Okay, the photos won’t match the other types that we’ve discussed already, but how often do you print your photos? Particularly at larger sizes?

I sense your disdain. You’re not buying this are you? Oh well, let’s get this over with shall we? Or maybe grab a Sony RX100?

Announcing the Best Camera in the World

Looking back at the various compromises that each camera type makes, it is absolutely impossible to name a single camera type as being the best and so it’s also impossible to select a single camera.

There is a well worn saying that you’ve almost certainly heard before – the best camera is the one that you have with you. I know that to some that may sound trite, but it is so true. A camera is just a tool that can achieve nothing without you. How much time do you think carpenters spend discussing what is the best hammer or electricians arguing over the best screwdriver.

The photos are what’s important and when you find yourself moved to capture a moment in time, just think yourself lucky to have a camera with you. Any camera.

Ian Pullen

About the author: Ian Pullen

I'm an enthusiast photographer and web developer by trade, based in rural Spain. I'm interested by all aspects of photography and am constantly trying to improve my technique and try out new ideas. Find Ian on Google+.

  • http://www.facebook.com/sheena.koontz Sheena Koontz

    Great Article! Love the polar bear bit! :)

    • Enrique Dsouza

      and the camera in the pocket

    • Richard Mundo

      So the best camera would be the one that could knock the polar bear out. Ian should do a field test sometime…

    • trisul

      I don’t think the polar bear could care less which one you decide to use to whack him, just as long as you get close enough for him to grab some lunch.

  • IronHooves

    Worst photos of the best cameras

  • Andre Theophane SITCHET-KANDA

    Hello Ian, I appreciate reading your article and agree with you that the
    best Camera is the one that you have with you, but by choice! I´m happy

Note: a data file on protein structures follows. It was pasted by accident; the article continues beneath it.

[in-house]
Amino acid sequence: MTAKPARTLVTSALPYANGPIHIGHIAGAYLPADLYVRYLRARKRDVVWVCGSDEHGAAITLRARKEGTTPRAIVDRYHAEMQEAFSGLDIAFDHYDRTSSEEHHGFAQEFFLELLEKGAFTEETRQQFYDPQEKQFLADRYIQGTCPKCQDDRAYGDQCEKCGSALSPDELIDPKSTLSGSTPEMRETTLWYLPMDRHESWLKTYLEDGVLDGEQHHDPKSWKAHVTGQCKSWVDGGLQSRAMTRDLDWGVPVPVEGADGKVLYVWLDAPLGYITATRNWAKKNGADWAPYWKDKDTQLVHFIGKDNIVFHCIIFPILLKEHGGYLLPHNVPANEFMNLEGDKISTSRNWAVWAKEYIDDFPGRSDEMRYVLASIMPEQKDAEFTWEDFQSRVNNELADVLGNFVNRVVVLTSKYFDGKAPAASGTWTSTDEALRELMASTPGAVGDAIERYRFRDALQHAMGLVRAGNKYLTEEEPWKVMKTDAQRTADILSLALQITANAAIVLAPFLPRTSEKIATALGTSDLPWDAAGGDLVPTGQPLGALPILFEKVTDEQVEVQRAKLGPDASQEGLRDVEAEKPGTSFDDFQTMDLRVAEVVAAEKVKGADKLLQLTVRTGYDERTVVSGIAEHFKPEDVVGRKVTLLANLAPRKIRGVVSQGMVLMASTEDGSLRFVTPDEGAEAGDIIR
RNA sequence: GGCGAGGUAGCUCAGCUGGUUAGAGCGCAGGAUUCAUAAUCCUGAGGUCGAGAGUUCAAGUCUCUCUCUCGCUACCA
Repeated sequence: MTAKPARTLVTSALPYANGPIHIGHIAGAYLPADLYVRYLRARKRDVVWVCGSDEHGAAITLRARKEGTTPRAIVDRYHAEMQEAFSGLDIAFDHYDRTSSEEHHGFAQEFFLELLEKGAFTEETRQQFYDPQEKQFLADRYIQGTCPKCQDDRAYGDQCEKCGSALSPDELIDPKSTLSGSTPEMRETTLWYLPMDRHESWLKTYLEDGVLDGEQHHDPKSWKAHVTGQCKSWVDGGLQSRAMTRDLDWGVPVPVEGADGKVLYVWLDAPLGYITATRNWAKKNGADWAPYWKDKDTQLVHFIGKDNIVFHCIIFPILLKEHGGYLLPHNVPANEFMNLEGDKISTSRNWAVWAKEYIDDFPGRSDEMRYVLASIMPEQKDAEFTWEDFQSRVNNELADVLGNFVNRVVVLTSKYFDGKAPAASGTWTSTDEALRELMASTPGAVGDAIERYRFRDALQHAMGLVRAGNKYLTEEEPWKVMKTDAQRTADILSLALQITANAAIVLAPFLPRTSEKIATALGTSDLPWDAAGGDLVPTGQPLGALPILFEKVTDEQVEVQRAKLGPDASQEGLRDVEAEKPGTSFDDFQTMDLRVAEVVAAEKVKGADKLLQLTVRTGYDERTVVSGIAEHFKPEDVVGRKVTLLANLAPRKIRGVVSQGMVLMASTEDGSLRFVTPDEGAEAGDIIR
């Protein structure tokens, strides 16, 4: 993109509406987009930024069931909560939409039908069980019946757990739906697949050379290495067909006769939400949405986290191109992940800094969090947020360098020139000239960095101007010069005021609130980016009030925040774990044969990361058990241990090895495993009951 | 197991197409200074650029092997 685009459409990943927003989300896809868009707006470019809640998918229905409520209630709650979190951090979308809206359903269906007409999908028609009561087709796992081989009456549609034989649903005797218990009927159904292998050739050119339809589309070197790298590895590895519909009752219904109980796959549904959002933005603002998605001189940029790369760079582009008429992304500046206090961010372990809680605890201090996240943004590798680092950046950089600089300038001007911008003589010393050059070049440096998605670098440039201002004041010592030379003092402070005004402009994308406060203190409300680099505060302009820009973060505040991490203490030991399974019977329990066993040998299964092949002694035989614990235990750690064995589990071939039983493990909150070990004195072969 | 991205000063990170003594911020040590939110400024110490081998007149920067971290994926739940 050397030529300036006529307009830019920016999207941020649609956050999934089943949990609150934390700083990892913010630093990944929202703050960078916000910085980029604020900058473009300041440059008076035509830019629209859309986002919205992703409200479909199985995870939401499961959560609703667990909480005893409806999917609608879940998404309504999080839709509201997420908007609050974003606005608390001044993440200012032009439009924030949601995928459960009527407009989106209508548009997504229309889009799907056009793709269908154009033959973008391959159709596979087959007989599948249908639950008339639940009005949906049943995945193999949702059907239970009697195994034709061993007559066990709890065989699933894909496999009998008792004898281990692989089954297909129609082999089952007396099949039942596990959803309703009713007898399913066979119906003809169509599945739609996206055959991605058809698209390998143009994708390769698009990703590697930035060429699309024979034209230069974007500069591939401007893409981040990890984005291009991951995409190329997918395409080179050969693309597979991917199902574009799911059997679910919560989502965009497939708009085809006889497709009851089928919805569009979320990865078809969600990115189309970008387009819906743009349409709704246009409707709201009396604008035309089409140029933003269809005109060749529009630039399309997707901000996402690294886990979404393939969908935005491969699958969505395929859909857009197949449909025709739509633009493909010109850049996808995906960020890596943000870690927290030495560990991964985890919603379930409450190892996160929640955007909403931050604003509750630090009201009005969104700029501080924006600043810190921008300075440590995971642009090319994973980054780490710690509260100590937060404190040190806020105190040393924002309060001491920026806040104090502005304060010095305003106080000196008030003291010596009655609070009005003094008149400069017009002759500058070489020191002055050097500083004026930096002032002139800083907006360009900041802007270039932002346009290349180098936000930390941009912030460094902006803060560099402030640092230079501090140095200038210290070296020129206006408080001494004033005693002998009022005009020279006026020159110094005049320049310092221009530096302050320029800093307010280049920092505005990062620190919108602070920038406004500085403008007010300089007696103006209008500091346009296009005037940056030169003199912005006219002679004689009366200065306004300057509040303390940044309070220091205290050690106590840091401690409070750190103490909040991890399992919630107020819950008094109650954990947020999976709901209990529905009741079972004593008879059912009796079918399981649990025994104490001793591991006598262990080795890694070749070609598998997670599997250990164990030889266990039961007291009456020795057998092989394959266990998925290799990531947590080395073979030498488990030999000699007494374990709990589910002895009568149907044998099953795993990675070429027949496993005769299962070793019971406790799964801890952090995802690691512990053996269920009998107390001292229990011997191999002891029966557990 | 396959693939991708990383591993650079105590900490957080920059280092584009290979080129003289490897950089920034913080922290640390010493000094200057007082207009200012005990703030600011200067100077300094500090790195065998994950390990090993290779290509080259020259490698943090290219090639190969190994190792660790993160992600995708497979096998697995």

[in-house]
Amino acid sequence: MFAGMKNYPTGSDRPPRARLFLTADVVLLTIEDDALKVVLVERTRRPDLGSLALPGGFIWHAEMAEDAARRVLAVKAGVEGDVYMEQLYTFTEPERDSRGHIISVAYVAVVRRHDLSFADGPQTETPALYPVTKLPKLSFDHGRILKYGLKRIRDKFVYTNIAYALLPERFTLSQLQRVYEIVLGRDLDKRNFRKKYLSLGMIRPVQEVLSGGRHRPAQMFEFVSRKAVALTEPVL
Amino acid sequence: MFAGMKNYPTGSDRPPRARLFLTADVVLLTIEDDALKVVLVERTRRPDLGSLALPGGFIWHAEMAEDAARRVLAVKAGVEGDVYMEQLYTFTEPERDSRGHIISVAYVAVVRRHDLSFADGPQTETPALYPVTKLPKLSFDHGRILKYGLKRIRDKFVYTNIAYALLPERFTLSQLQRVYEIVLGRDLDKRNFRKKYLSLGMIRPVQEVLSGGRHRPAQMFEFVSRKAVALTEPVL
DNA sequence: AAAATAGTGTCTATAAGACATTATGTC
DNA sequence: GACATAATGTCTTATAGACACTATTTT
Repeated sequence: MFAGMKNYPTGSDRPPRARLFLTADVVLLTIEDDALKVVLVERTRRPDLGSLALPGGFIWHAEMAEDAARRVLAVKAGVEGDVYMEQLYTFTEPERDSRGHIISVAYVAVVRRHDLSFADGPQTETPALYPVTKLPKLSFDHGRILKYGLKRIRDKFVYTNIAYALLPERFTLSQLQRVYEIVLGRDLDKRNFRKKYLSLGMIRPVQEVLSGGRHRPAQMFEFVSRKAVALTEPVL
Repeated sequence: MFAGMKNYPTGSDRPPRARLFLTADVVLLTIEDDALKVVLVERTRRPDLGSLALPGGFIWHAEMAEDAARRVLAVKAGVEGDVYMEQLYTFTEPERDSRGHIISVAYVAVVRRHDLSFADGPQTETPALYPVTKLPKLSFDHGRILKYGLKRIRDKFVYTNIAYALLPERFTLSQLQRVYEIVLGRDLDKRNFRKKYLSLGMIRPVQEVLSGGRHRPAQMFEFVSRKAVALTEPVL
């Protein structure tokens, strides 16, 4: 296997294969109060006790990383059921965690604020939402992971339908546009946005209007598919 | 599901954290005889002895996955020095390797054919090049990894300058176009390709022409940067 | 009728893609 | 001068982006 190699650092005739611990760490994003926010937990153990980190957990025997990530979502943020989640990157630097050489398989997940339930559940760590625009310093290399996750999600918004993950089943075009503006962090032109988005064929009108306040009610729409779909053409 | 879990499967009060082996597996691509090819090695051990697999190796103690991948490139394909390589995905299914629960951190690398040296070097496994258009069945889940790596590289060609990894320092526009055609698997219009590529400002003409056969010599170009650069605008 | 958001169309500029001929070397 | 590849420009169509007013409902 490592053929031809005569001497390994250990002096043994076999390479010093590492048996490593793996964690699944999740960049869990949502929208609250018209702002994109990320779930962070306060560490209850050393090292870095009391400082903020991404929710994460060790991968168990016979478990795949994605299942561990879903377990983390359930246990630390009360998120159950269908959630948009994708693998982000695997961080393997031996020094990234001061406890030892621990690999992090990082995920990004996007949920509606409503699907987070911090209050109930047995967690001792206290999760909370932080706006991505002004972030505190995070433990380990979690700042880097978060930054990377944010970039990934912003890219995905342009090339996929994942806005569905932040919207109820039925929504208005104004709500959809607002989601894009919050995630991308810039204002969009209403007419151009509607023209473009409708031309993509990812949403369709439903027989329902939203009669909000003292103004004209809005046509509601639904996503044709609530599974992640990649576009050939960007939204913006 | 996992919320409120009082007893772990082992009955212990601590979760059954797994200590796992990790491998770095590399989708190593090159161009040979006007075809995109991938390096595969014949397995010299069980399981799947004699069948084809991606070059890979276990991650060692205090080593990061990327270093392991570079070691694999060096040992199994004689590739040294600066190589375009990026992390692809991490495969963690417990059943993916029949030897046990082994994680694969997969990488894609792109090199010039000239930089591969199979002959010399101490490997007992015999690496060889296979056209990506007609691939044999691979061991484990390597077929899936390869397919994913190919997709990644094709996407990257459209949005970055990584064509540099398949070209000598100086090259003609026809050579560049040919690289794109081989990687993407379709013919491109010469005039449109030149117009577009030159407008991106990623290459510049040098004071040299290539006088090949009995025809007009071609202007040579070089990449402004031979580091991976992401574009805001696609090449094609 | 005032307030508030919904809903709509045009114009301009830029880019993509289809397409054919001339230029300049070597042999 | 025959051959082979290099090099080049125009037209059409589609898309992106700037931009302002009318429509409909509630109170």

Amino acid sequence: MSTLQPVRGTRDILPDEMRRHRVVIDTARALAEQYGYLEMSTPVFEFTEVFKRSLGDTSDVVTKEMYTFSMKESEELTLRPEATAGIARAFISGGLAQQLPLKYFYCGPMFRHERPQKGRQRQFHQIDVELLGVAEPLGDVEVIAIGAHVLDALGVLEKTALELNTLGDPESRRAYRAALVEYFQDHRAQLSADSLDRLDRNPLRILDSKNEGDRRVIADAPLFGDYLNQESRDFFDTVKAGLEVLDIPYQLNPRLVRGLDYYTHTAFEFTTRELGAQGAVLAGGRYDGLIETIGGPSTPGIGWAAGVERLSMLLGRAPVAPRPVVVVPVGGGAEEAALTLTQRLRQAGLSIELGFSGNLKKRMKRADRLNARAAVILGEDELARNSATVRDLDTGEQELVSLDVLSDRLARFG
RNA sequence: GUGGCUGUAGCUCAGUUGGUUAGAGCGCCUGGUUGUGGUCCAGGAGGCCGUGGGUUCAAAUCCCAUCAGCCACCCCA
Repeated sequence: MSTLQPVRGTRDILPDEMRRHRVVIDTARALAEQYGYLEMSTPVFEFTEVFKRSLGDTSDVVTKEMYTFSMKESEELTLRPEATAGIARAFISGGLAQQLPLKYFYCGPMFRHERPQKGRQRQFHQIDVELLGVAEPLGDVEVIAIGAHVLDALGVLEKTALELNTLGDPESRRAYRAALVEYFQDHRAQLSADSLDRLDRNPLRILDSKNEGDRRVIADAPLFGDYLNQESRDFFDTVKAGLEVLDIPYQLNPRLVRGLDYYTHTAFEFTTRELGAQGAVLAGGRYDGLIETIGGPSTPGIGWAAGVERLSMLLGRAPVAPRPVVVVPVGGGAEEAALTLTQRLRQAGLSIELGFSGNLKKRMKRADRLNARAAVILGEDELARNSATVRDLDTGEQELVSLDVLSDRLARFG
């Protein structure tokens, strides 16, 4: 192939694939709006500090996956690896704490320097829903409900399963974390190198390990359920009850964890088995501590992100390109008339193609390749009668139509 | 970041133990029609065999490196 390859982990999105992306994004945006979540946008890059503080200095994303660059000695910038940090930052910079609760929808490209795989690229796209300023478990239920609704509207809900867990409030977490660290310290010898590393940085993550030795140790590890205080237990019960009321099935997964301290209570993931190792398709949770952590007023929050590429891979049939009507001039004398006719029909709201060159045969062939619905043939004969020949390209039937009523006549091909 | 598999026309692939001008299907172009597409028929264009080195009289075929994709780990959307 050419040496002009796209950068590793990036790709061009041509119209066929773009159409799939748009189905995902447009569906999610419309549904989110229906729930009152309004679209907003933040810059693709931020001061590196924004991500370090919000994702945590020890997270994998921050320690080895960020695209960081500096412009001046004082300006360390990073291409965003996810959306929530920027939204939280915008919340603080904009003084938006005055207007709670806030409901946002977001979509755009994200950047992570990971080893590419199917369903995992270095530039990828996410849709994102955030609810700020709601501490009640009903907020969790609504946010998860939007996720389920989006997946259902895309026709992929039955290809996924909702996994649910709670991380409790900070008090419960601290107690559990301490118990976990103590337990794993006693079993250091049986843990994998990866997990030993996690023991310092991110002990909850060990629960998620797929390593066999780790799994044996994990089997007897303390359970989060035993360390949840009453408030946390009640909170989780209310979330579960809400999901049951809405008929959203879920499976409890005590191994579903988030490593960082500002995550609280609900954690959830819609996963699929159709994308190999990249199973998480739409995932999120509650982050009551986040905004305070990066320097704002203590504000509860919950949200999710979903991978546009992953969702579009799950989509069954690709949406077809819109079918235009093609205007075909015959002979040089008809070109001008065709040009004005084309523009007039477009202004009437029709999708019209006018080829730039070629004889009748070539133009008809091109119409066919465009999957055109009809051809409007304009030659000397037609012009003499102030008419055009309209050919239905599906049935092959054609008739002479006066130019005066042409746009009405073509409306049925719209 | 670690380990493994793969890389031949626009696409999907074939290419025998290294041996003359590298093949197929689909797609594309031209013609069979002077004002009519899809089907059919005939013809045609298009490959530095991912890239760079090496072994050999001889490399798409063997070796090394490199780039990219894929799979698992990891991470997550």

getting outstanding results from my Nikon D800E, which is also a robust Digital
    Camera. My Portfolio is located at http://www.sitchet-kanda.com – Gallery:
    http://www.WelcomeCity.Net

  • Marco Sausele

    Without any discussion: Pentax

  • Marco Sausele

    pentax of course, no discussion.

  • moghbaba

    Pentax, after releasing the K7, hasbalways had the best canera in APS-C Dslr segment.

  • Earl

    What about the Nikon D4?

  • Jakob Schmitt

    mamiya 7

  • http://onmymind-rich.blogspot.com/ Richard E. Tolle

    Ian is 100% right! There are so many aspects of photography (portrait, wildlife, landscape, macro, etc.) and a high-end camera best suited for each. In fact, it’s more often the photographer-camera mix that really matters. Photography is about creating a journal of life, which unfolds every second of every day. Since I can’t carry six Canon 1D-level cameras around, my “best camera” is the one I have with me; my walk-around camera. I like my Lumix LX7 with electronic viewfinder. Choose a camera that compliments your strengths and weaknesses (mine is focus), is mobile, and gives you images that please you – then don’t leave home without it! (If you plan to travel in areas that you’d expect to use your camera for self-defense, invest in a quality firearm and take pictures with your phone camera.)

  • amateur

    Right you are. There is no best in most of things. It depends who is asking.